The beautiful, sweeping notes are far less vulnerable than Leia's previous themes. Despite its title, this track is more about Leia's newfound strength and confidence than her relationship with Luke, as she realizes that she has a natural, powerful connection to the Force.
This music has a fairly limited presence after being introduced, since its titular characters don't have many more scenes together in Return of the Jedi. More than any other track on this list, we can hope that the "Luke and Leia" motif will return in The Last Jedi, simply because it would mean the heartwarming reunion of the Skywalker twins. 

16. "Ahsoka Leaves" (The Clone Wars)

This strings-heavy track by Kiner accompanies The Clone Wars' most heartbreaking scene: Ahsoka's dramatic walk out of the Jedi Temple as she chooses to leave the Order – despite the pleas of her beloved master, Anakin – in the Season 5 finale, "The Wrong Jedi."
A beautiful, tragic rendition of "Binary Sunset" plays during the first 20 seconds, but it's not until 1:19 that the emotion really starts pouring in. The ascending string notes finish Season 5 (and the last episode of the series to be aired on television) with a tone that could only be described as bittersweet. It was the end of an era, but not the end of The Clone Wars, nor Ahsoka herself.
The haunting woodwind notes at the end of the track, paired with the episode's end credits, are actually a much softer version of the principal theme from "It's Over Now." It's as if Kiner was already planning his score for the next major Anakin/Ahsoka episode. 

15. "The Emperor Arrives" (Return of the Jedi)

Unlike Darth Vader, the Emperor doesn't have a single ounce of good within him. He's the most diabolical and wretched character in all of Star Wars, so it's fitting that his personal theme, which starts at 1:05 in this track, is somehow even more sinister than Vader's. It features an all-male choir (the first choir ever used in Star Wars music, in fact) and lots of low, low notes that ooze with the Dark Side. 
This motif reappears several times in the Prequels and serves as the inspiration for Supreme Leader Snoke's theme, but perhaps its most ominous use is at the end of The Phantom Menace. The parade music on Naboo sung by a chorus of innocent children is actually a variation of the Emperor's theme in major key, hinting at his insidious plot that loomed over the celebration. 

14. "Princess Leia's Theme" (A New Hope)

As the title would suggest, this iconic track is synonymous with Leia Organa. Its soft and beautiful notes are used as a musical cue throughout the Original Trilogy and The Force Awakens, popping up whenever she does. 
The major flaw with this track is that it portrays Leia as gentle and subdued – a "typical princess," if you will. In reality, we all know that she's a strong leader, a capable warrior, and a pretty rude and outspoken woman in general. "Princess Leia's Theme" isn't bad music, but it fails to actually capture the essence of the character it's named after.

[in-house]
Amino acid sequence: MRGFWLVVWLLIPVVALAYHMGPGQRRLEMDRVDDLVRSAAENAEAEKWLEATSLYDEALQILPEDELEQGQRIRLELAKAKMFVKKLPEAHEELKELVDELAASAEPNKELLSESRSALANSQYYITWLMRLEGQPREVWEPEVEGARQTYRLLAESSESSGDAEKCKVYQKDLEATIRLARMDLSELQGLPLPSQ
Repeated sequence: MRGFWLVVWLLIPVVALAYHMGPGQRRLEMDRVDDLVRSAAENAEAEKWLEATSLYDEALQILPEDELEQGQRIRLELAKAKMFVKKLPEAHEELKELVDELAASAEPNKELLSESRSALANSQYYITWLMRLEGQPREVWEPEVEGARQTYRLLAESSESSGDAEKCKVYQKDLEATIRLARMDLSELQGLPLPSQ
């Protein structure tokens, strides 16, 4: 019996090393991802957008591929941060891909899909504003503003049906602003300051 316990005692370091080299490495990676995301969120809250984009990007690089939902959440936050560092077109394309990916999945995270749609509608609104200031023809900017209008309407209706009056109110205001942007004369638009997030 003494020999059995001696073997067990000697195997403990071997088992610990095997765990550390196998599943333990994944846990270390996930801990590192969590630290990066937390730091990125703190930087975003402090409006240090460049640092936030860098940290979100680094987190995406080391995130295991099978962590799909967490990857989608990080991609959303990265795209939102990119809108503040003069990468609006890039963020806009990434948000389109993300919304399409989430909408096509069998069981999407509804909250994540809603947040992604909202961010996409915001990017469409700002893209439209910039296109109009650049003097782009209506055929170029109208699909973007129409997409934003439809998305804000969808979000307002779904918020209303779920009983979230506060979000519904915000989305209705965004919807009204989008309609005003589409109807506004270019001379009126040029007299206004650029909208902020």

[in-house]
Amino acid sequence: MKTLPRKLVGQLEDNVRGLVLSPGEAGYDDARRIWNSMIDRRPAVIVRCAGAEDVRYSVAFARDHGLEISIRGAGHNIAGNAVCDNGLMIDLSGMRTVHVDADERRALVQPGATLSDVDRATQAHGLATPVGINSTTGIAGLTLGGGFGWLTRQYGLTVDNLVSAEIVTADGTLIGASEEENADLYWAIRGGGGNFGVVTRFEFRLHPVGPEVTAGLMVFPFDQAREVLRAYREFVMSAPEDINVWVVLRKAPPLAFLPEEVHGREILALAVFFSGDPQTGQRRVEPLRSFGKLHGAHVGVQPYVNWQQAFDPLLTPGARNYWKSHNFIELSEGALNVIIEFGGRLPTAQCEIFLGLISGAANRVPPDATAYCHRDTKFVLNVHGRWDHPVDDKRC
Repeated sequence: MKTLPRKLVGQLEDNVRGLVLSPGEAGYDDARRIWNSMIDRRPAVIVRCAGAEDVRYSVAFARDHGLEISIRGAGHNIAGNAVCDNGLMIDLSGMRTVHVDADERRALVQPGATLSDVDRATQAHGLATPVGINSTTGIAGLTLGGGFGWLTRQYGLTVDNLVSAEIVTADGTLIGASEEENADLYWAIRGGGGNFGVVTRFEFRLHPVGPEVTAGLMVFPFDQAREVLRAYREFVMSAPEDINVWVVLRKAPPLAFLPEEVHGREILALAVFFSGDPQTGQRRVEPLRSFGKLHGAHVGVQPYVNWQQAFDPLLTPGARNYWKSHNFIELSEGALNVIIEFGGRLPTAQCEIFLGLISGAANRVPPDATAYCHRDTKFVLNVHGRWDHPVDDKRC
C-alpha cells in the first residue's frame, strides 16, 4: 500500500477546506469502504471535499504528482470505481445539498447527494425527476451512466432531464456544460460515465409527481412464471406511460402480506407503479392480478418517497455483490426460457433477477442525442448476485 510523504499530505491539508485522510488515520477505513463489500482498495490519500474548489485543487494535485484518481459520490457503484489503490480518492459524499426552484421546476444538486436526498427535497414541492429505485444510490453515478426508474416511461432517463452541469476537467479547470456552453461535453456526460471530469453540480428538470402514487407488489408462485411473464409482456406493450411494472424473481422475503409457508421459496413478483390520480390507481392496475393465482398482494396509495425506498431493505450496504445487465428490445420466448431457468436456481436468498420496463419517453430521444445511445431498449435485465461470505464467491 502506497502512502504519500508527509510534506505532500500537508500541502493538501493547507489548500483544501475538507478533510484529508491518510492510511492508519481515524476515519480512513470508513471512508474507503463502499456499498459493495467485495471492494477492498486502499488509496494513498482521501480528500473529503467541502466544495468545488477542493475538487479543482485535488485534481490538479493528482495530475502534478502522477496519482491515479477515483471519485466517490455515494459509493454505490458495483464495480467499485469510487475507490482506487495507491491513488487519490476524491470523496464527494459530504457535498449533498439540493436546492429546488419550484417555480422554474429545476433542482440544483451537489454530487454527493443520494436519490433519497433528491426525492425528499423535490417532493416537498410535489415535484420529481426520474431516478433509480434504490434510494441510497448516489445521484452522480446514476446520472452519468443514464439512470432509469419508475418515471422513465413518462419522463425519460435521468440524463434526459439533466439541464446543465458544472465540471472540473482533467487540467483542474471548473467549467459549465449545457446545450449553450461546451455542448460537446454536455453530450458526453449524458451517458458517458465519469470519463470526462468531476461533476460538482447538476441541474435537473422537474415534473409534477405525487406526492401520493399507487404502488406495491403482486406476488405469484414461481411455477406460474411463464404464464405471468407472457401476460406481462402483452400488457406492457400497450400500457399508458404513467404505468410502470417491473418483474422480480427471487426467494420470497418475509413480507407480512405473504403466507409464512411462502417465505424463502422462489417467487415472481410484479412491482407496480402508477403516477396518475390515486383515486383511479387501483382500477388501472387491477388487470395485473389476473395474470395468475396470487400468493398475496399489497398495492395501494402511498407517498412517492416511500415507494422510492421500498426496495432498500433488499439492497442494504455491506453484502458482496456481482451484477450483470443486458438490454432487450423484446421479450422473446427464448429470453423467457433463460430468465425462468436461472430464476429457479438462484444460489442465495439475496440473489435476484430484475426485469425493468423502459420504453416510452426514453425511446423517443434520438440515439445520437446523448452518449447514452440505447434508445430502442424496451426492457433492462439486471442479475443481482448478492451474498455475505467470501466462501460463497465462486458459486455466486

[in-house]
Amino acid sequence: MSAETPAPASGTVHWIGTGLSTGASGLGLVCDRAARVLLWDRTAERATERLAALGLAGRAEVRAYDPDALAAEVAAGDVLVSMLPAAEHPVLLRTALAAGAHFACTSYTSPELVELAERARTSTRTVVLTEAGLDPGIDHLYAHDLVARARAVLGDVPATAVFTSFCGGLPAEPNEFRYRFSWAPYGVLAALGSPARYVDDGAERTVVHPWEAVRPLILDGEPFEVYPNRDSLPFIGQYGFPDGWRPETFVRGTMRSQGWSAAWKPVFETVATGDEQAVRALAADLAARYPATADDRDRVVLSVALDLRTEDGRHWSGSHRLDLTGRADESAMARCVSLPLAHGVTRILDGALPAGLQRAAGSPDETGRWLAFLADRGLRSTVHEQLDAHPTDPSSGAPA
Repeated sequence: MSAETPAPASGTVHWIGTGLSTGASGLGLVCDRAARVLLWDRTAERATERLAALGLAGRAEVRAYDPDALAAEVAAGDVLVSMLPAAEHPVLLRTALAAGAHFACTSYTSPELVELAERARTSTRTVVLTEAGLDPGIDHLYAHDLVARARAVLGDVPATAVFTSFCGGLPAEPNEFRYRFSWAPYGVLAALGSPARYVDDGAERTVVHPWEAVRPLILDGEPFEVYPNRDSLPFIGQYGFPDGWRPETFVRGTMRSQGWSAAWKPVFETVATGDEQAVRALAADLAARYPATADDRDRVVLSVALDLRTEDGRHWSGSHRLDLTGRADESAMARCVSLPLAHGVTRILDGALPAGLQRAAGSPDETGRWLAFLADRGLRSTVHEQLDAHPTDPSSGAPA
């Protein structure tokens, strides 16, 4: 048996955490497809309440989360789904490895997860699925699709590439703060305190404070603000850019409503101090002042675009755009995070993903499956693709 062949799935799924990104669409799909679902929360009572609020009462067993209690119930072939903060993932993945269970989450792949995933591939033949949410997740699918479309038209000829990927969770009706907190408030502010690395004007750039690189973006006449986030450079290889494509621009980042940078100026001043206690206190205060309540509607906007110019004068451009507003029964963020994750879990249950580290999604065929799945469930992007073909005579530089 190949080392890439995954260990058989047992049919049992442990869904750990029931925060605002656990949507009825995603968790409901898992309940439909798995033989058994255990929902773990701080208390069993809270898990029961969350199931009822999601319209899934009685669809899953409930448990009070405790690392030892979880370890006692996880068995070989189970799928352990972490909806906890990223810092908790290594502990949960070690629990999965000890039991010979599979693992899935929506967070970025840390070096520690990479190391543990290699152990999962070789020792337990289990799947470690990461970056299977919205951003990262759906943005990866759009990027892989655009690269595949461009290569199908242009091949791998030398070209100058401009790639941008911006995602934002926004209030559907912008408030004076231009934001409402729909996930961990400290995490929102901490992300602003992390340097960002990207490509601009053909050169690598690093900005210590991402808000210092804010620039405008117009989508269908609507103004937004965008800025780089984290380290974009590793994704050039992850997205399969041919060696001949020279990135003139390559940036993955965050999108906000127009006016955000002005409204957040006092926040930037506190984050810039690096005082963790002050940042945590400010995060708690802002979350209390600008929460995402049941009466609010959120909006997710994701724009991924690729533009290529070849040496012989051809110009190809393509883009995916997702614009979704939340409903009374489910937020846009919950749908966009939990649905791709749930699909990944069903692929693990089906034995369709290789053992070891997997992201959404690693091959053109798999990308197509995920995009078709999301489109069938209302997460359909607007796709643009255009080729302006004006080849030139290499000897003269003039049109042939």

13. "The Asteroid Field" (The Empire Strikes Back)

The Millennium Falcon's frantic chase from persistent TIE fighters is paired with a track that just doesn't slow down. "The Asteroid Field" is a roller coaster the whole way through. From the sinister "Imperial March" samples at the beginning to the quick "Han Solo and the Princess" notes at 3:25, it brings you to the edge of your seat. 
The best part of "The Asteroid Field" is unquestionably the brass explosion at 2:17. No other chase music from Star Wars – including the fantastic "Zam the Assassin and the Chase Through Coruscant" from Attack of the Clones and "The Falcon" from The Force Awakens – manages to capture the same thrill of those notes, and it's a shame that they haven't reappeared since. 

12. "The Jedi Steps and Finale" (The Force Awakens)

The cliffhanger at the end of The Force Awakens is unlike the ending of any Star Wars film before it, and the music that plays during it is equally unique, combining Rey and Luke Skywalker's respective theme as the two Force users come face to face. 
As Rey ascends the titular stone steps on the island on the planet Ahch-To, these mysterious and intriguing notes play, reaching a wondrous crescendo when she finally lays eyes upon a hooded Luke. Rey pulls out Luke's old lightsaber, offers it to him, and the music swells with "Binary Sunset," which leads right into the usual end-credits theme.
The "Finale" part of this track isn't recognized nearly as much (because everyone was leaving the theater while it played), but it does a great job of representing each of the film's characters, transitioning from "Rey's Theme" to Kylo Ren, Finn, and Poe Dameron's unofficial themes as well.

11. "Yoda's Theme" (The Empire Strikes Back)